It’s the cruellest month, you know?
I do sort of get the first line of the poem though: the onset of all things good puts all your misery and pain in stark relief. Or something along those lines. Although relief is probably a poor choice of word. Nevertheless, no matter what crap I’m currently having to deal with, a bit of sunshine and colour lifts me more than I can begin to explain.
I’m not going to talk about the weather.
My turning over a new leaf, getting fit and focusing on what matters most has got off to some sort of start. A major success has been that the running shoes are not only out but have put in a respectable number of kilometres. Settling down and editing my last completed novel hasn’t been quite so successful. I was concerned about distraction and since then have started two new projects. That wasn’t the plan. Nevertheless, the new projects are closely linked with the subject of my novel: alienation from society and homelessness. As I went about my daily twenty minute walk from where I park to where I work, I reflected on this. Maybe the new stuff isn’t a distraction but more of a continuation. Maybe it’s the same piece of work. Maybe I’m writing around the subject and giving myself a deeper understanding of it.
Procrastination works, folks!
This threw me for a second. I logged on at work and was presented with this happy little gif. My smile faded as it occurred to me that my computer knows more about me than most of the people I work with. All that talk recently of being snooped upon by governments and corporations and how someone can steal your babies and all your money simply by hacking into your toaster. I know it sold a few Daily Mails and Expresses but I presumed that most people with half a brain dismissed it for the utter tosh that it is. And there I was, looking over my shoulder.
By the time I’d got a few milligrams of Taylor’s caffeine in my system I remembered that my first job when I get into work is to log into my personal email – Gmail. Mystery solved. I might write the odd crime novel but it occurs to me that perhaps I should leave the whodunits to those who are probably more qualified. Maybe it’s my age?
It does raise the issue privacy though. Not something I think about a lot. As a writer, I am constantly exposing and revealing my thoughts and feelings and political leanings, whether I mean to or not. My social media sites are all pretty much open to anyone who wants to take a peek. I find it easier to assume that everything I type is public. Not all my friends do though. I have seen things written on Facebook, Twitter, WhatsApp etc. that I know is not intended to be public knowledge. The whole ‘who you share with’ and ‘what their settings are’ is just too complicated to nail down (unless you’re prepared to put in the time and effort, which I’m not). And we are all aware of instances where people have been pilloried in the press for their views or even found themselves on the wrong side of the law. We all have the ability to publish now but very few of us have even an inkling what should and should not be put out there. Posting racist, threatening, libel comments on Facebook are simply not the same as slurring some alcohol-induced drivel to your mate in The Queen’s Head. Not that I ever do that – I do it in the tennis club.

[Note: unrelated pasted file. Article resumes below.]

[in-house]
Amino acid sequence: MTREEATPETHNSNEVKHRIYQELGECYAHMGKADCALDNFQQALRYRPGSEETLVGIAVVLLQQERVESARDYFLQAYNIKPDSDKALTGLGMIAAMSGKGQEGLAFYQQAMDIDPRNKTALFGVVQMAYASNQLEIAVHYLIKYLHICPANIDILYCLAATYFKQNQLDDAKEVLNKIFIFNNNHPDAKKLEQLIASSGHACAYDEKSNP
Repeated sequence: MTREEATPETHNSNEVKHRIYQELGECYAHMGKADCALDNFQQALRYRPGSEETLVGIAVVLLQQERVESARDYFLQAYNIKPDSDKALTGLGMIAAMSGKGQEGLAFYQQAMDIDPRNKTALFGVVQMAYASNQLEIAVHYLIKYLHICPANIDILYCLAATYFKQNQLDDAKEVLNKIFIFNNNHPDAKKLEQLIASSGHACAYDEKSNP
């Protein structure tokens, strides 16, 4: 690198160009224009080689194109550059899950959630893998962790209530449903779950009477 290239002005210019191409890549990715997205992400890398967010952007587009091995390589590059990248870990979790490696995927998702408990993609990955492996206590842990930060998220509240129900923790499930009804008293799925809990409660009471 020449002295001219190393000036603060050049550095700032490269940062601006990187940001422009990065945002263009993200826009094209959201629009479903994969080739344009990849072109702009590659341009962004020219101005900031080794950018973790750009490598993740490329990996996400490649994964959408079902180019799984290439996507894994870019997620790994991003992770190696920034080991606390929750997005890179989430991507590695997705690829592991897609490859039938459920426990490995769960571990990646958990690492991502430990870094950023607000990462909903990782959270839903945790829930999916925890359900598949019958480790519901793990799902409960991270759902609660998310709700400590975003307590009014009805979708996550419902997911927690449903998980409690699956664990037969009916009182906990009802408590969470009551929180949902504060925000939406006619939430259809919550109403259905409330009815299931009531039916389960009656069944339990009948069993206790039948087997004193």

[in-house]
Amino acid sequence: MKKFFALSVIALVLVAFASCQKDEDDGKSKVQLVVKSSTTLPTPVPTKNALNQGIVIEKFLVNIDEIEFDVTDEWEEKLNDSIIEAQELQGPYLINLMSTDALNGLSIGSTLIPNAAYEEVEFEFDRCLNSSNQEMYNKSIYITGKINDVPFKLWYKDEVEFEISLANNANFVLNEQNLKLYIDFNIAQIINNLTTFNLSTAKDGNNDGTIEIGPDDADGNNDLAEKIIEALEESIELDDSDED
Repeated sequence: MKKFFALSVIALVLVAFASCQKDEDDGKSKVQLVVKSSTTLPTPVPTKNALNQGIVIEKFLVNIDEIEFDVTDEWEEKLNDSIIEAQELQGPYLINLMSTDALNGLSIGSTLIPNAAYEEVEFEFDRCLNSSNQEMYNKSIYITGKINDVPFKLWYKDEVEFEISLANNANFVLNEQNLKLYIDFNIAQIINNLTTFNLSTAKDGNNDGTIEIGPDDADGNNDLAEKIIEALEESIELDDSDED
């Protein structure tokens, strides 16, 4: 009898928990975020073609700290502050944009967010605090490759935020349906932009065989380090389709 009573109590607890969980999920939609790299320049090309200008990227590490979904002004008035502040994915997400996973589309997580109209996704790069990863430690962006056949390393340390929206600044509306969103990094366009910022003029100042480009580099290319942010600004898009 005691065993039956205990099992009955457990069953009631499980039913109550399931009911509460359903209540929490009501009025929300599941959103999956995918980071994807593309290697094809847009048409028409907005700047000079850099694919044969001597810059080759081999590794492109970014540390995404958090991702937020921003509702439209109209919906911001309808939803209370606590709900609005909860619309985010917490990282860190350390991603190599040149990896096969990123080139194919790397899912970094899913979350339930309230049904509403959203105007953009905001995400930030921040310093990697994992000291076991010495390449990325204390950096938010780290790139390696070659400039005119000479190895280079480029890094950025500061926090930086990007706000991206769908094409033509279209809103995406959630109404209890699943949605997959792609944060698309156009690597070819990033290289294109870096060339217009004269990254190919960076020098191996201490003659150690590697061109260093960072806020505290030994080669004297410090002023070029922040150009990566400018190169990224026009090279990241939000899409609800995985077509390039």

And thinking about all that nonsense got me onto the idea of misinformation and fake news. Fake news seems to be in the news quite a lot just lately (or does it?). Everyone’s going on about how we can’t trust what we’re told by politicians and we can’t trust what we read in the press or what we see and hear on TV and radio. And people are banging on about all this as though it’s something new. But it’s not, is it?
Think back over the years: Pregnant women were encouraged to drink alcohol and smoke, the belief in the four humors, phrenology, the eye beam, flat earth, the fake moon landing, the Piltdown man…
It goes on and on. And then there is similar political nonsense such as unions are bad for business (take a look at the German system where unions are respected by all), the number of wars that we have been fooled into supporting. Weapons of Mass Destruction jog any memories? Hitler’s vile assertion that Jews ritually killed Christian children and used their blood in the making of unleavened bread for Passover. It occurs to me that we are in the process of being subjected, once again, to a version of Hitler’s ‘Big Lie’. The idea that the bigger the lie, as long as it is repeated often enough, people will begin to believe in it. Here in Britain (and it seems in America, too) we are slowly being manipulated into a common hatred for ‘the other’.
At the risk of offending, the result of last June’s referendum appeared to be swayed by the insistence that foreigners are the cause of all our ills. I’ve met many people who insist that leaving the EU is the only way to beat ISIS. You couldn’t make it up, could you? And the idea that someone from a foreign country with no English can take your job away from you is a pretty foolish thing to believe, unless you suffer from seriously low self-esteem. We are being told, constantly, by our ultra right-wing press that we are in danger of being completely swamped by Johnny Foreigner. A few years ago I would have insisted that we are now too educated, too informed, too sophisticated to be victims of mass hysterical manipulation. No one is more surprised than me.
I don’t really think fake news is a new thing at all. I think it’s a bit like child abuse, we’ve only just noticed it. But what does puzzle me is, the people who have consistently benefitted from fake news, the establishment for want of a better phrase, were the people who drew our attention to it in the first place. Maybe they’re not as bright as they think.
See you in May.